The broker share of the mortgage market could plummet lower than 50% within a decade as lenders use data and technology to increase direct business according to industry leaders.
At a recent roundtable, entitled “The Mortgage Market in 2030” hosted by financial services communications consultancy MRM, key industry figures predict brokers would struggle to maintain their current 77% share of the market.
The group agreed that lenders would use utilise big data and machine learning to make it more attractive for borrowers to go direct to a lender rather than a broker.
This comes following an update from the Financial Conduct Authority (FCA) which made it easier to get a mortgage without first taking advice.
Speaking at the roundtable Dev Malle, group distribution director of myhomemove, said: “I would say, potentially, 50% of the market in the next 10 years will be execution-only or a hybrid version of it.
“The critical bit here is data. Brokers haven’t got anything like the data lenders have.
“Are lenders going to trust risk decisions to a third-party when they have access to this data?”
Lynda Blackwell, ex-FCA mortgage manager and now non-executive director at digital lender Molo Finance, added: “The broker market will be a lot smaller in the future.
“I think disintermediation is really starting to happen and intermediaries are definitely going to be impacted.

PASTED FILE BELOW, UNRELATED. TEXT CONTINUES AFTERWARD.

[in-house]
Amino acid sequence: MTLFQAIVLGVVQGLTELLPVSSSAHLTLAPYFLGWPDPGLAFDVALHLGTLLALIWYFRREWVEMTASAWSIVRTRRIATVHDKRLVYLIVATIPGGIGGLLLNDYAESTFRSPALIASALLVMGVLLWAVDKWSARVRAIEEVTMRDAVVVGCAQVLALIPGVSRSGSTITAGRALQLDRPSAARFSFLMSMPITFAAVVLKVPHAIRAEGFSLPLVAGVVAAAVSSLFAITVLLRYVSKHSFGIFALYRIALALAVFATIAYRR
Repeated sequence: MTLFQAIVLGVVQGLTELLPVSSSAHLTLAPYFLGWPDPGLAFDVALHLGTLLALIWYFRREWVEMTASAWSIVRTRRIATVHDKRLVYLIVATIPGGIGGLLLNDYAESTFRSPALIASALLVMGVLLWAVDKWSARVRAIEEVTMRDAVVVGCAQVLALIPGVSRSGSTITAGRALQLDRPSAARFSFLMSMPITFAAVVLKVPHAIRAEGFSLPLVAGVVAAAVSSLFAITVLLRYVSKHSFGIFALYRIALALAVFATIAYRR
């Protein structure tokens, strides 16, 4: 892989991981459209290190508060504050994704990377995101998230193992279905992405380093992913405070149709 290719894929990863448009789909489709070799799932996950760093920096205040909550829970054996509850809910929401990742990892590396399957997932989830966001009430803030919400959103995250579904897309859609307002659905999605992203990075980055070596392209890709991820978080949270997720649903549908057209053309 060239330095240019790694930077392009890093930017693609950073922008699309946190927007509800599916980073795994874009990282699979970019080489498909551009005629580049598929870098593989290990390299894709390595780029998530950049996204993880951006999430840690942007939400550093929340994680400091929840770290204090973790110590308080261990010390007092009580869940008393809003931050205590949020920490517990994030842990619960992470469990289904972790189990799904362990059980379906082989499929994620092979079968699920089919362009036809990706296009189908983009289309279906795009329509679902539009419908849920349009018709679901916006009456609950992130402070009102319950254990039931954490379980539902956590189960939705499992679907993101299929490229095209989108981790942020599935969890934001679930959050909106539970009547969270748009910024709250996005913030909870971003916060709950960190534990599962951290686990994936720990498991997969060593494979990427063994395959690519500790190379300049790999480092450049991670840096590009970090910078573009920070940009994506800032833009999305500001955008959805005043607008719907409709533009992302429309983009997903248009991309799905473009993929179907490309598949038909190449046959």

“Big lenders are going to digitalise and move away from brokers because it is such an expensive distribution channel.”
The industry figures agreed that even by 2030 there will still be a large section of society who will still want independent and face-to-face advice, although they will be significantly smaller in number.
Andrew Montlake, managing director at broker Coreco, said: “Brokers won’t have a 75% share of the market [in 2030] but they will still have a really good future.
“It’s all about adapting to consumer demand; reacting to how they want to be deal with; embracing tech, rather than being afraid of it; and looking after their clients better.
“There will be fewer brokers in the market but if those that are left can do all of this, then they will have a good relationship with their clients and will thrive.”
David Whittaker, chief executive of Keystone Property Finance, believes many lenders should also fear for their future in the age of big data and rapidly developing tech.
He added: “Just as brokers need to fear for their future, so too do incumbent high street lenders, whose grip on technology is at best passing, and have shown no willingness to get to grips with today’s problems.
“They have to be more fearful about what is going to happen to them, rather than brokers having to be fearful for their future.”